Thursday, September 2, 2010

What brings a mosaic together?

As I continue to move forward in my life after Israel, its impact continues to resound in my life. Sometimes I think it is slowly magnifying day by day, but ultimately that it not the main issue I want to share with you all today.

Psalm 67: 3-7
"May the peoples praise you, O God; may all the peoples praise you. May the nations be glad and sing for joy, for you rule the peoples justly and guide the nations of the earth. May the peoples praise you, O God; may all the peoples praise you. Then the land will yield its harvest, and God, our God will bless us, and all the ends of the earth will fear him."
As I sat in class this week, my professor shared a song with us in which the lyrics were simply Psalm 67. I loved it of course and have listened to it over and over. Yes, I'm one of those people that just kill a song when I like it. God's heart for all peoples is something that is continually being revealed to me more and more. When asked for a short answer about Israel I gave them the word culture and a short explanation. I realized the depth that comes in studying Christ's Jewish roots, His culture but I also saw the importance of understanding my own. Which left me with the struggle of loving those around me for Christ without becoming completely immersed in the culture and simply being of this world.
The beauty of God's people going to the end of the earth leaves me in awe of our multifaceted God. Christ has called us to proclaim His good news to the end of the earth, yet He calls us to love our neighbors. To walk with Him (AKA living our life with God) not worrying about tomorrow but living in the present, giving ourselves to Him and those we can serve and love around us. The tapestry God paints is full and magnificent in the entire world but with a closer look is a "mosaic of local beliefs and practices in creative tension with a universal framework shaped by belief in the God of the Bible, as handed down through Jesus and His followers (Robert, Christian Mission)."
Ephesians 2:19 "Consequently, you are no longer foreigners and aliens, but fellow citizens with God's people and members of God's household, built on the foundation of the apostles and prophets, with Christ Jesus himself as the chief cornerstone."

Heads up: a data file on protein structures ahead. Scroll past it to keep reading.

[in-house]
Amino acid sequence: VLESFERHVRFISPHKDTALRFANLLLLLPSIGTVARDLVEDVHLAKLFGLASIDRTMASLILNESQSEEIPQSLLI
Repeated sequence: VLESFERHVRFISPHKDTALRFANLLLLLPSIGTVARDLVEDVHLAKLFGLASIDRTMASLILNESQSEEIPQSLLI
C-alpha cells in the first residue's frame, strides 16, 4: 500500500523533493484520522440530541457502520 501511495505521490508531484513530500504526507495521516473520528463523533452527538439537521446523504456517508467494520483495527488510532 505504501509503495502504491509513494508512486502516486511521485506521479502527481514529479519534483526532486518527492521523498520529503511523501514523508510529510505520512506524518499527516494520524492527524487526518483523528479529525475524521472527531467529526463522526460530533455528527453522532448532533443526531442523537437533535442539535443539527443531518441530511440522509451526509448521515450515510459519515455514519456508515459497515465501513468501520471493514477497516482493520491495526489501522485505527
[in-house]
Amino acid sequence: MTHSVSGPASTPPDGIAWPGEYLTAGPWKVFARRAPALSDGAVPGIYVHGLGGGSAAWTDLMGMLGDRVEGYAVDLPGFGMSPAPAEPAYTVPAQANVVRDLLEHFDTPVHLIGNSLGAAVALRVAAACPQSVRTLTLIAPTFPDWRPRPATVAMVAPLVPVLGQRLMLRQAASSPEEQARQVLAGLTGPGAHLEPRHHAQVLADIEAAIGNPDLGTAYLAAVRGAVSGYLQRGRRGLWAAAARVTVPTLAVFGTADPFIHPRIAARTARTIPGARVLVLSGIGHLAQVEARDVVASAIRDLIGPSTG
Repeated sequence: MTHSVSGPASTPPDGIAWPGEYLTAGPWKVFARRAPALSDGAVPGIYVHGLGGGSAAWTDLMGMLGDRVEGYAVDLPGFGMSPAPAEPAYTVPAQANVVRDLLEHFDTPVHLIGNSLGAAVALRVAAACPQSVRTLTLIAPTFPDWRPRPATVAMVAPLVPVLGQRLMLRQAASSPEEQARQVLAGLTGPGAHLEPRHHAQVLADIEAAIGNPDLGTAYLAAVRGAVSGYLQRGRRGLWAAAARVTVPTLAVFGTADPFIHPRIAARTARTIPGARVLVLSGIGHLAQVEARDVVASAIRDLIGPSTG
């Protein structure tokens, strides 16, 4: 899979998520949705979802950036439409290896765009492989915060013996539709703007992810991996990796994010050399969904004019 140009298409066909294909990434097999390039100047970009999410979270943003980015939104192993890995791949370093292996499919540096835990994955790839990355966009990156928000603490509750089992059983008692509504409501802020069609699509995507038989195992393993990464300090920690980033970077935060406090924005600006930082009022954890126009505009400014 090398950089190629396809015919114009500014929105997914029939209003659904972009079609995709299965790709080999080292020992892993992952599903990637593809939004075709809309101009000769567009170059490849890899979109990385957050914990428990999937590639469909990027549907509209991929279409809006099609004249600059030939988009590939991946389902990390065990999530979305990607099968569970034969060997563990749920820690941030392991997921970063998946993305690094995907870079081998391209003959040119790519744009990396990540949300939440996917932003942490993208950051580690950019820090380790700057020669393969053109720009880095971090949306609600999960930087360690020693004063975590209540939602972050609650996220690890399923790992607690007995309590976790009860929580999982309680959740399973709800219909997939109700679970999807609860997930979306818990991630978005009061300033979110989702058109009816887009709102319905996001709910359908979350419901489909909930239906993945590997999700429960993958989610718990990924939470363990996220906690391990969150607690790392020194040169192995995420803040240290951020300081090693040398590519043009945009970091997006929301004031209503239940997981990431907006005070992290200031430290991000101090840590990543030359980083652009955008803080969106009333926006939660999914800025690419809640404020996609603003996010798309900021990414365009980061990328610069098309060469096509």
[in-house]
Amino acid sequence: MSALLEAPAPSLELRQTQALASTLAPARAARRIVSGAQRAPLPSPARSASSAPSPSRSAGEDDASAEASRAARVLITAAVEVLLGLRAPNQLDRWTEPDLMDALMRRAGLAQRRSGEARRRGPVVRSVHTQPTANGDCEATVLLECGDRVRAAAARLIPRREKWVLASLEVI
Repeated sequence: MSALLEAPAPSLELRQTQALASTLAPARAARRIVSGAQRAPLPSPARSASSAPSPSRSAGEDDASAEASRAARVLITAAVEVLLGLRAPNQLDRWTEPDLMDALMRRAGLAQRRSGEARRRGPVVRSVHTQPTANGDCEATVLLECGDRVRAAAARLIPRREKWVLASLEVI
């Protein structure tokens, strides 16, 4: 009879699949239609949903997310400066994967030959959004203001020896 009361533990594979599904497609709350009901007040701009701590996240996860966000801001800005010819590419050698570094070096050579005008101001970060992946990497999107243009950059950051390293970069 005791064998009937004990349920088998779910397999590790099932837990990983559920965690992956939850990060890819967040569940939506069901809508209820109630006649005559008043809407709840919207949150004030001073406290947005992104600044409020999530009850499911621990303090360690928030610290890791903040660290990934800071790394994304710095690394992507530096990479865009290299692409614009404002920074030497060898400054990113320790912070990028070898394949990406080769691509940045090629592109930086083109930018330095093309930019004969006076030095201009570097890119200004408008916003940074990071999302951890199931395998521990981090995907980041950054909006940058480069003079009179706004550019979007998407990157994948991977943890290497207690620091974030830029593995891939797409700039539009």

While in Israel, we got the chance to see the wall that now encloses the area of the Dome of the Rock (once was the Temple). The picture above is a cornerstone. You can't see it wrap around the corner but it does. Looking at the stones you can see how each is perfectly formed to fit this wall. It has stood here for countless years with no cement to bind it together (fun fact that wall runs much, much deeper into the ground-the ground has been built up over the years). Jesus is a tecton, translated in our bible as a carpenter. A tecton is actually more generally a worker skilled in making buildings, whether with wood or stone. While in the Galilee you see very few tress and the trees that are there are not native to the area. Now combine this picture, verse, and expanded meaning of Jesus' occupation. Jesus is chiseling us, "cutting off the branches that bear no fruit" and pruning us so we will be more fruitful (John 15). He does this to form us to the perfect fit within not just a local body of believers but the worldwide body and He himself binds us together, making sure that we will not crumble.
How have you seen God worshiped in other cultures, either in the US or another nation? This summer I went to a talent show in Kansas where a group called Divine Intervention offered there many talents of rapping, dancing, humor, and gospel singing to the Lord, to glorify Him. I wasn't necessarily always comfortable but praise Jesus for the heart they have for Him. It was beautiful. Feel free to share any of your experiences to give others of an idea of the Lord's masterpiece mosaic painted as His Spirit works in us.